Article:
How I found my premises

Model wearing sunglasses

Amanda Williams, owner of Liverpool-based fashion boutique Style Clinic, shares her experiences and provides advice on finding premises.

“Location is critical to many businesses. Although I also sell online, finding the right location for my premises was key. I’ve worked in fashion retail for many years, so I know that location can either make or break you.

"You must focus on your target market and pick your location accordingly. We’re on a busy major route, four miles outside Liverpool city centre. It’s quite an affluent, residential area, popular with shoppers. Parking is good and we’re well served by local buses.

In good company

"Another important consideration is what’s nearby. We don’t really have any direct competitors, but there are complementary businesses, which helps to attract customers. We’re located above Toni & Guy the hairdressers, while nearby there other shops that are likely to appeal to our target customers.

"There are many bars and restaurants, too. Therefore, because we’ve invested in signage and have eye-catching window displays, even when we’re closed, people can see we’re here and make a mental note to call on us when we’re open.

"Being located above another business has been beneficial, because it has brought us some footfall. And when we tell people where we are, they instantly know, because Toni & Guy is well known. We’ve spend a fair bit on the shop entrance and signage, because some customers were mistakenly going into Toni & Guy. It probably would be better if we were on street level, but because we’re a specialist boutique, customers will go that little bit further to find us.

Security issues

"All businesses must ensure their premises are safe and secure, but for those that carry stock, it’s imperative. Ideally, seek premises with shutters, an alarm, ram-raid bollards and windows and doors with good locks. If not, a landlord might meet you some or all of the way with the costs. Also be sure to find out about insurance before you take on premises, because it might be prohibitively high.

"We installed ornate window bars as opposed to shutters, so passers by can see we’re a boutique. It gives the store a nice Parisian feel, while providing security, too. We also paid for an alarm system to be fitted and we’ve invested money in decorating the interior.

"Obviously, image is important to a business like ours. You must create the right ambience and customers must feel comfortable. You’ve also got to use the space properly – trying to cram too much into too little space can put customers off.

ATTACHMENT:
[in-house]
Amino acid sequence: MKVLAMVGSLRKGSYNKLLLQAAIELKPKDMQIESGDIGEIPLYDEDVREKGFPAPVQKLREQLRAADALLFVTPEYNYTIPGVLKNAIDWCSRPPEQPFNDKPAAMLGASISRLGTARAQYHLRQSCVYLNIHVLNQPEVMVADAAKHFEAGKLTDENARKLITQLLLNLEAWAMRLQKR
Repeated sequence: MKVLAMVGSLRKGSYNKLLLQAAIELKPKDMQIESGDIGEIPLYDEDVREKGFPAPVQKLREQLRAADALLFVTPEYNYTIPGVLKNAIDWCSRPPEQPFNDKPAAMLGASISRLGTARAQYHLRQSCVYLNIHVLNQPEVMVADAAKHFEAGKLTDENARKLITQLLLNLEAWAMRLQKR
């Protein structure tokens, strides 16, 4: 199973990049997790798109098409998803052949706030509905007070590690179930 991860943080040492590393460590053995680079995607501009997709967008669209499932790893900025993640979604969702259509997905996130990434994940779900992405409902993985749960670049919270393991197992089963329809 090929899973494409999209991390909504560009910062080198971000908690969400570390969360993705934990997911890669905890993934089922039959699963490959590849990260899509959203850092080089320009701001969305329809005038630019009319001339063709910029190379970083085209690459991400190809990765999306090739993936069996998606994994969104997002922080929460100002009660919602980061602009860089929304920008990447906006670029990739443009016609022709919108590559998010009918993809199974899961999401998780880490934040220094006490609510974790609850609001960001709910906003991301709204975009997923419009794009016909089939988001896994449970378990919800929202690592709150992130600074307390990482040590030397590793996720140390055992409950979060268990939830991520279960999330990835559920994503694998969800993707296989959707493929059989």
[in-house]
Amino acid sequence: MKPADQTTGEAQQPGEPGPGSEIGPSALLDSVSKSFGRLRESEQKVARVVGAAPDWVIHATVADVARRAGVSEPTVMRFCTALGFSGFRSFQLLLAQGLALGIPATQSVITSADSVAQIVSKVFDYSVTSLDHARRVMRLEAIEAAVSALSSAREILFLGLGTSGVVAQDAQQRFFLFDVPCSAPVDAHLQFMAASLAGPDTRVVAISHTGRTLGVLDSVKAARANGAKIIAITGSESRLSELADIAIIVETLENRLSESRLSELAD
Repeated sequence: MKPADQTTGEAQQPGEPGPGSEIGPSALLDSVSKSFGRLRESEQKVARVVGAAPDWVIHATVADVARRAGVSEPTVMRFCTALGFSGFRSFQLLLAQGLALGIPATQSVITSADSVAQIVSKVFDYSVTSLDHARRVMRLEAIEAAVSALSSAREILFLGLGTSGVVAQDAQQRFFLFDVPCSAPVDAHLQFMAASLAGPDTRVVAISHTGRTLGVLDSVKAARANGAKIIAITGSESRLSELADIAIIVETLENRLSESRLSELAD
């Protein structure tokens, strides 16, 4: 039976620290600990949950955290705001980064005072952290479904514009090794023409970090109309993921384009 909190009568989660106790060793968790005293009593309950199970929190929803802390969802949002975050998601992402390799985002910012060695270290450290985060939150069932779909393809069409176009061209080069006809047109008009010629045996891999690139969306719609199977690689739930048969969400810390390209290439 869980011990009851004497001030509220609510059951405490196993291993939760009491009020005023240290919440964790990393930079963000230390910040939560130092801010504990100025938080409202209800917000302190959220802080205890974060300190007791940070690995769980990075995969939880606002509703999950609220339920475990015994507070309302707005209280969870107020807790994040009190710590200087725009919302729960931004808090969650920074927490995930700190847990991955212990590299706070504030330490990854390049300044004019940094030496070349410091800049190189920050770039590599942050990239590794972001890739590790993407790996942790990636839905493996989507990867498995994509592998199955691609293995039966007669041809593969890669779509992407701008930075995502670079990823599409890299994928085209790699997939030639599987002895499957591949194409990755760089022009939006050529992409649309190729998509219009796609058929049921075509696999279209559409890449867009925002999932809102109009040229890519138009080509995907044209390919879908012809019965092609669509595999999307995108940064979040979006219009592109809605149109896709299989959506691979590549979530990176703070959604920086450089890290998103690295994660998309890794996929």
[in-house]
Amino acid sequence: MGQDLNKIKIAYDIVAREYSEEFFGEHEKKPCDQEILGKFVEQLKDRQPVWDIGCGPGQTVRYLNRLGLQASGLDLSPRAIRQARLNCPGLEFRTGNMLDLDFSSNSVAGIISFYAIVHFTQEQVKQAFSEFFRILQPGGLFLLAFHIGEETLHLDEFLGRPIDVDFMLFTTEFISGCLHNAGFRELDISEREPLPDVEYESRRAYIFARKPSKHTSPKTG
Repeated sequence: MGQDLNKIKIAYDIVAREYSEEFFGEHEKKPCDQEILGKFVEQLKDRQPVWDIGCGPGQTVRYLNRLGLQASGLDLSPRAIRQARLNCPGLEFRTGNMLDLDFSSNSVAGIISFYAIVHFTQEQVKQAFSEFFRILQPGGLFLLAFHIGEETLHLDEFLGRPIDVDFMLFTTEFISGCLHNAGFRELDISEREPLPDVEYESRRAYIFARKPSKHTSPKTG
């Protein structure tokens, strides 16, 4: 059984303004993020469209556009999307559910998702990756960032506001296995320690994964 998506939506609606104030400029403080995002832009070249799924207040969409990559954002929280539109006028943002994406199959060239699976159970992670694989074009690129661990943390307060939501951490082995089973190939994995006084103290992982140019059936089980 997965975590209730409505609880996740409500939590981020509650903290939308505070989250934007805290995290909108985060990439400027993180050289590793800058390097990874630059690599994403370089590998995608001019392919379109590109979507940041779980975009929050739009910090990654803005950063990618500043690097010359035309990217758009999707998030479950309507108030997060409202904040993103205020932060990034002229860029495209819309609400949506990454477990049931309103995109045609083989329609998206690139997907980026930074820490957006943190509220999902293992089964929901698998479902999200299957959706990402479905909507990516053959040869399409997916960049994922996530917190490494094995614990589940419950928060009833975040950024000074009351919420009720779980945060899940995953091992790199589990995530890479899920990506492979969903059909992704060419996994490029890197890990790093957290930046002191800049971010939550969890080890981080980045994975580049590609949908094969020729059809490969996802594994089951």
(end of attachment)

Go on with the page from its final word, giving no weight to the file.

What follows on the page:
"By spending a little, you can achieve a lot. We shopped around, bought from ebay, recycled furniture from home and achieved the desired look without spending a fortune. We kept the décor simple, because the emphasis must be on the clothes.

Number crunching

"When you’re putting together your start-up business plan, work out how much you can afford to spend on premises. As well as rent, you need to account for rates, insurance, utilities, telephone, possibly money to decorate, renovate and make your premises safe and secure. It’s important to minimise your overheads, but that doesn’t mean going for the cheapest premises, they’re probably not in the best spot. You have to pay more rent in prime locations, but if that means you attract more customers, it’s a price worth paying.

"When you have an ideal location, before looking, ring a few estate agents to find out likely rent. That location might be beyond your budget, but at least you won’t have wasted any time viewing. Ask agents for recommendations within your budget, but carefully weigh up all key factors before committing. If you are to avoid making bad decisions, carry out enough research in advance and focus on customers.

"Early on, we walked away from premises, because the landlord wanted us to take on a ‘full repairing lease’ rather than a ‘schedule of condition’ agreement. Basically, the occupant had been there for 23 years, and wanted to sub-let the premises to us for 18 months – the remainder of their lease. At the end of that time, under a full repairing lease, we would’ve been liable for any major structural repairs, which clearly wasn’t acceptable. Involve a good solicitor before signing any lease agreements, and get them to explain details in accessible terms – legal speak is hard to understand."

Amanda’s three key lessons

  • Finding premises and getting them ready can take longer than you think, so leave yourself enough time.
  • Don’t sign up to long-term lease agreements. Negotiate breaks, so you can get out if the business doesn’t work out.
  • Push for monthly rent as opposed to quarterly. This way you can manage your cashflow more effectively.

This case study was first published in September 2009. Style Clinic has grown significantly and moved to new, larger premises in south Liverpool.